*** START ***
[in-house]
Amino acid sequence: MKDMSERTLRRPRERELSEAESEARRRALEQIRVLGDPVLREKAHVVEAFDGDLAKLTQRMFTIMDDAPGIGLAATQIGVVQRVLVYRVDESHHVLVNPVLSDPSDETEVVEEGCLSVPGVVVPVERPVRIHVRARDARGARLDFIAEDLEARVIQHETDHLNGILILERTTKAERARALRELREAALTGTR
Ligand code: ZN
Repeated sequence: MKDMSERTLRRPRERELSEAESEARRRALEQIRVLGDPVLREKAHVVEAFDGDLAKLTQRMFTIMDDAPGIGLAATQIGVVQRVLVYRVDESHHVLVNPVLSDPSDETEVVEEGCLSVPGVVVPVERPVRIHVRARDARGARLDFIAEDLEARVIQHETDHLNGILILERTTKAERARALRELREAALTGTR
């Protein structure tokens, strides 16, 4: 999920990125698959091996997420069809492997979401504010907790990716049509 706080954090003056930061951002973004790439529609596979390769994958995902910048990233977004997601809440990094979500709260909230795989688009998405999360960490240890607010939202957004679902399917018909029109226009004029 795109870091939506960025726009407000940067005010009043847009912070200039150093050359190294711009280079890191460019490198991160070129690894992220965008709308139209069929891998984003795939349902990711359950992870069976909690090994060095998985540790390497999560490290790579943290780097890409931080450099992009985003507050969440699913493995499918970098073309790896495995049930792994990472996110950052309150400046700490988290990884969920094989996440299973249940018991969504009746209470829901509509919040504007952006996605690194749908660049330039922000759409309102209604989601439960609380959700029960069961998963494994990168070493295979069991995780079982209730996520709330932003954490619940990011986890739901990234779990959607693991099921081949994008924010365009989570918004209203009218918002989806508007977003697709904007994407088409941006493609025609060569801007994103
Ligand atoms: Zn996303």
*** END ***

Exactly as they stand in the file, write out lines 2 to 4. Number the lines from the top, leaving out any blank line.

Amino acid sequence: MKDMSERTLRRPRERELSEAESEARRRALEQIRVLGDPVLREKAHVVEAFDGDLAKLTQRMFTIMDDAPGIGLAATQIGVVQRVLVYRVDESHHVLVNPVLSDPSDETEVVEEGCLSVPGVVVPVERPVRIHVRARDARGARLDFIAEDLEARVIQHETDHLNGILILERTTKAERARALRELREAALTGTR
Ligand code: ZN
Repeated sequence: MKDMSERTLRRPRERELSEAESEARRRALEQIRVLGDPVLREKAHVVEAFDGDLAKLTQRMFTIMDDAPGIGLAATQIGVVQRVLVYRVDESHHVLVNPVLSDPSDETEVVEEGCLSVPGVVVPVERPVRIHVRARDARGARLDFIAEDLEARVIQHETDHLNGILILERTTKAERARALRELREAALTGTR